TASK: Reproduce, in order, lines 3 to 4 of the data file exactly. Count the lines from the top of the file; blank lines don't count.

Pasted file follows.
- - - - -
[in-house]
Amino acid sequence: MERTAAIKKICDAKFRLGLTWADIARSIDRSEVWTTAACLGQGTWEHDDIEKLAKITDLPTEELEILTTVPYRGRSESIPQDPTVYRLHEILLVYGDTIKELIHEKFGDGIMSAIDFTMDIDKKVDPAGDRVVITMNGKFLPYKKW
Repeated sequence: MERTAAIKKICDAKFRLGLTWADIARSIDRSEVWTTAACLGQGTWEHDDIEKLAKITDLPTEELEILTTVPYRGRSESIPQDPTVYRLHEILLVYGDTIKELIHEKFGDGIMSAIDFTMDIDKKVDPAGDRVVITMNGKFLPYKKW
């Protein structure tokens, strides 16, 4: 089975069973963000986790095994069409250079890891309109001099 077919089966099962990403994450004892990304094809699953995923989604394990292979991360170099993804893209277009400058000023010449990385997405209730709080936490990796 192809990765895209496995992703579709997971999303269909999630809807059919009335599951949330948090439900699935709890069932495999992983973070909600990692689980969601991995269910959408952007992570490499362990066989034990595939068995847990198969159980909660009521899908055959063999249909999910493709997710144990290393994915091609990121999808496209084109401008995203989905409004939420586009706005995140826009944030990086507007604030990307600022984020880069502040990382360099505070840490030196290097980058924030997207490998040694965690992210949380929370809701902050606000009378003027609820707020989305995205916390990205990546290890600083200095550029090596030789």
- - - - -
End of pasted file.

Repeated sequence: MERTAAIKKICDAKFRLGLTWADIARSIDRSEVWTTAACLGQGTWEHDDIEKLAKITDLPTEELEILTTVPYRGRSESIPQDPTVYRLHEILLVYGDTIKELIHEKFGDGIMSAIDFTMDIDKKVDPAGDRVVITMNGKFLPYKKW
């Protein structure tokens, strides 16, 4: 089975069973963000986790095994069409250079890891309109001099 077919089966099962990403994450004892990304094809699953995923989604394990292979991360170099993804893209277009400058000023010449990385997405209730709080936490990796 192809990765895209496995992703579709997971999303269909999630809807059919009335599951949330948090439900699935709890069932495999992983973070909600990692689980969601991995269910959408952007992570490499362990066989034990595939068995847990198969159980909660009521899908055959063999249909999910493709997710144990290393994915091609990121999808496209084109401008995203989905409004939420586009706005995140826009944030990086507007604030990307600022984020880069502040990382360099505070840490030196290097980058924030997207490998040694965690992210949380929370809701902050606000009378003027609820707020989305995205916390990205990546290890600083200095550029090596030789």